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The combination of a plethora of solid premium options and a lack of mid-priced options may mean that this is a good year to load up on defender premiums.
Lachie Whitfield is the easiest choice of the lot, coming off two fine years scoring in the 110s. While priced at an average of 105, Whitfield averaged 111 when you take out his injury-affected eight.
Tom Stewart is my next selection, also priced at six points below his real average (106) due to injury. Stewart has been very durable otherwise though, only being injured one other time over the past four years. An average of 98 in 2019 suggests he will likely average somewhere between 98 and 106 in 2021, making him a reliable pick.
(Photo by Paul Kane/Getty Images)
After that it gets a little trickier, with four players fairly equal in my mind. Luke Ryan is one option, and he is a player on the rise. Entering the peak of his career and going into his fifth year, Ryan looks set to dominate again in 2021, but his inconsistency might make him cheaper at some point during the season.
Caleb Daniel continues the defy the laws of physics, both by hitting impossible targets and by being a shining light at just 167 centimetres. As he relies on uncontested possessions, he may struggle if he gets tagged more often, though his 154 in the semi-final against Jarryn Geary suggests otherwise.
Callum Mills took his game to a new level in 2020, and always threatens to move into the midfield. His average was boosted by a 173 in the wet, but he still would’ve averaged 96 without that game.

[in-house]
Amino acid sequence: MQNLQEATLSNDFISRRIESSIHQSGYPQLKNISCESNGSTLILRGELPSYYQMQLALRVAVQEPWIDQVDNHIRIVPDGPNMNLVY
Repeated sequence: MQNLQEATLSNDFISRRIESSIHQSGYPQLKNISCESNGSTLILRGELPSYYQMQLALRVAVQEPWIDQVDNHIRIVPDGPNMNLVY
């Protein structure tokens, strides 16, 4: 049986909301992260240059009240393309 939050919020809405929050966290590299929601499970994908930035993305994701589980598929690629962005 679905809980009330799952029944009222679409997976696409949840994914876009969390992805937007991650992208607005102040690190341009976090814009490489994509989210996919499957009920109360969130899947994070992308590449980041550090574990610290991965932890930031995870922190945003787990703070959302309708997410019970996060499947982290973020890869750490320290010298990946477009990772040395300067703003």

Rory Laird is good value if he plays midfield again, after averaging 121 over the last seven rounds. However, I doubt he can back that up over a full season, and there’s a risk he may move back into defence if Adelaide want to give youngsters Jackson Hately and Harry Schoenberg more midfield time. Nonetheless, he’s a reliable option if he holds his midfield spot, while his DPP status could be useful for strategic trading.
Jordan Ridley had an exceptional year in 2020, and I’m not too concerned about his disappointing late form after suffering a rib injury in Round 10. He’s had an injury-interrupted pre-season though, so there’s no need to take a risk on him given the strong options above.
There are two popular picks I’m less keen on: Jake Lloyd and Zac Williams. Lloyd is probably slightly overpriced, as he jumped from 109 to 122, so he can come in later in the season. Williams misses at least a couple of games through injury every year and has only ever reached a top premium average once (2019).
Whitfield and Stewart are both good value and reliable. Then take your pick from Ryan, Daniel, Mills, and Laird.